Burnout describes an experience of physical, emotional and mental exhaustion caused by chronic stress. In addition to exhaustion, there are two other features that are common among those experiencing burnout.
Exhaustion No matter how much rest you get, you still feel drained- all the time.
Loss of Interest and Distancing You may notice a change in attitude that results in a loss of enthusiasm, disengagement, cynicism, or the desire to pull away and distance yourself from work.
Decreased Sense of Accomplishment This is where you feel as though you are not making a meaningful contribution and are not as productive or effective at your position.
In my experience with treating burnout, three things have stood out.
First, it can affect anyone, including teachers, retail workers, managers, executives, medical professionals, and caretakers. The second thing that stands out is that even though burnout is caused by stress from work, the effects are not limited to the office- it can negatively impact your personal and social life as well. Finally, when experiencing burnout, I've found that there always tends to be one of the following four things a play…
Underlying Causes of Burnout
1. Out of Balance
You may find that you are either overworked or under-challenged by what you do. You can tell that you're overworked if you feel like there is never enough time to get through your assigned tasks and responsibilities. You may also feel that you are constantly in crunch mode, under pressure or trying to catch up.
It's quite intuitive that too many demands, tasks, pressure, and responsibilities lead to stress; however, what's less well-known is that not being challenged enough can also contribute to stress. We have an innate need to grow, so doing repetitive tasks or feeling like we have stagnated in our roles at work can negatively affect our psyche and become a stressor that leads to burnout.
On the other hand, burnout also occurs when there isn't a right balance between your work and home life. This is especially prevalent now, with many of us working remotely. When we were commuting to and from the office, it was easier to leave work at work, but now that many of us are working from home, we risk falling into a pattern of allowing our jobs to bleed into our personal time and lives.
2. Out of Alignment
When you feel like the work you do no longer speaks to you- that is, you get no intrinsic reward, feel completely detached, begin dreading Monday mornings and look at your job as nothing more than a paycheck, you may be out of your calling.
Now, this is tricky because it is normal to ebb and flow through stages of loving, liking, and being completely over your job. I'm not suggesting that anyone is 100% passionate about what they do 100% of the time. I also want to acknowledge that for many, work is simply a means to an end, and that's okay.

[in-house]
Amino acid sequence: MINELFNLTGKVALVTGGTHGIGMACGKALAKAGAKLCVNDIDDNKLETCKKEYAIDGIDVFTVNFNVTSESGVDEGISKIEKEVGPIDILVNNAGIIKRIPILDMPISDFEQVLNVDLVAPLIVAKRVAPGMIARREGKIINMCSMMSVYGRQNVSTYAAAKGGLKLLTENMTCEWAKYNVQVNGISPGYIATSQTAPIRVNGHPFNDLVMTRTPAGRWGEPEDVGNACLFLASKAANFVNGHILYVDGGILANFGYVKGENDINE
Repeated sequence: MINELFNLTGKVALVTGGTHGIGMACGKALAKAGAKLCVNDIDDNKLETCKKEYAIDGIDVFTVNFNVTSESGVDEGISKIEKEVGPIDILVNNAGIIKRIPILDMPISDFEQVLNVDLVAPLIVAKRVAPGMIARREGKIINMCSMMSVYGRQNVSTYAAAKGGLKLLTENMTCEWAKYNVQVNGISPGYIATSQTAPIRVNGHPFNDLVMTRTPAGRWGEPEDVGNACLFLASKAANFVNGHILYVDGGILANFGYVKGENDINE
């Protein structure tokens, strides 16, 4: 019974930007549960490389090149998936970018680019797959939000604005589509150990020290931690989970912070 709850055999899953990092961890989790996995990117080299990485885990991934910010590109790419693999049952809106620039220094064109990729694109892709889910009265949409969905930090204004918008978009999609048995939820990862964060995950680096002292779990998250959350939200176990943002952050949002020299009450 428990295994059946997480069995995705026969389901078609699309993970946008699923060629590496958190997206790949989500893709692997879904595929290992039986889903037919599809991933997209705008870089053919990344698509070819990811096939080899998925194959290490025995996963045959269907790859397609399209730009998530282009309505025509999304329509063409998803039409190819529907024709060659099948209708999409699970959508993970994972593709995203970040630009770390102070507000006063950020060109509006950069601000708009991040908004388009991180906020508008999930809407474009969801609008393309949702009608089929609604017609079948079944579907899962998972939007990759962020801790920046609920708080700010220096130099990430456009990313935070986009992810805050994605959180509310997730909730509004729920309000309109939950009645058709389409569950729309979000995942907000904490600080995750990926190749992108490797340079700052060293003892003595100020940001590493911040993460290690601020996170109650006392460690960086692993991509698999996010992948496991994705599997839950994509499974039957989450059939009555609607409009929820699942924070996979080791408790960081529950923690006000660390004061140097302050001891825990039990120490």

Exploring this will be most relevant to those who find it important to get a sense of fulfillment from their careers. So if you find that you've been dreading Monday mornings and living for the weekends pretty consistently over the past few months, it may be worth exploring whether what you are doing is personally fulfilling to you or if you feel drawn to something else.
3. Lack of Support
Dealing with an unsupportive environment is draining. Unsupportive environments can take various shapes and forms. It can look like having conflicts with colleagues, experiencing tension with management, receiving unfair treatment, or lacking adequate resources, training or safety in your work environment.
4. Out of Gas
Burnout is often a sign that you've been running on empty, that is, not taking enough time to refuel and do what fills you up mentally, emotionally, spiritually and physically.
Burnout Recovery Strategies
Step One: Self-Care
Although self-care alone is not the "cure" to burnout, it is an important step. Developing a good self-care practice is critical for your well-being and can also provide an increased sense of clarity and energy, thus enhancing your ability to cope with stress.
As you work on this step, it's important to remember that there is more to self-care than planning a spa day. There are five dimensions to self-care (physical, mental, social, spiritual, and emotional) and it'll be most effective if you try to incorporate activities from each dimension.
I've created a Self-Care worksheet with activity suggestions for each dimension and a place for you to schedule and record what you do for each day. You can download it below.
Step Two: Self-Audit
The next step is to figure out what needs to change, and one way to do this is to get to the root of the problem. There are three ways to reflect on the underlying cause of your burnout:
Talking it through, ideally with both a trusted friend and a professional, such as a therapist, coach or counsellor.
While doing a combination of these will likely be most effective, it is most important that you simply start. Once you've identified the underlying source of your stress and burnout, your path forward will become clearer.
If you've been dealing with stress and burnout, there is no shame in seeking professional help. We are a team of passionate professionals who are ready to listen. If you are interested in learning more about how counselling can help, please click here to Explore Therapy and Schedule a Complimentary Consultation.
I hope this post helps and look forward to seeing you around.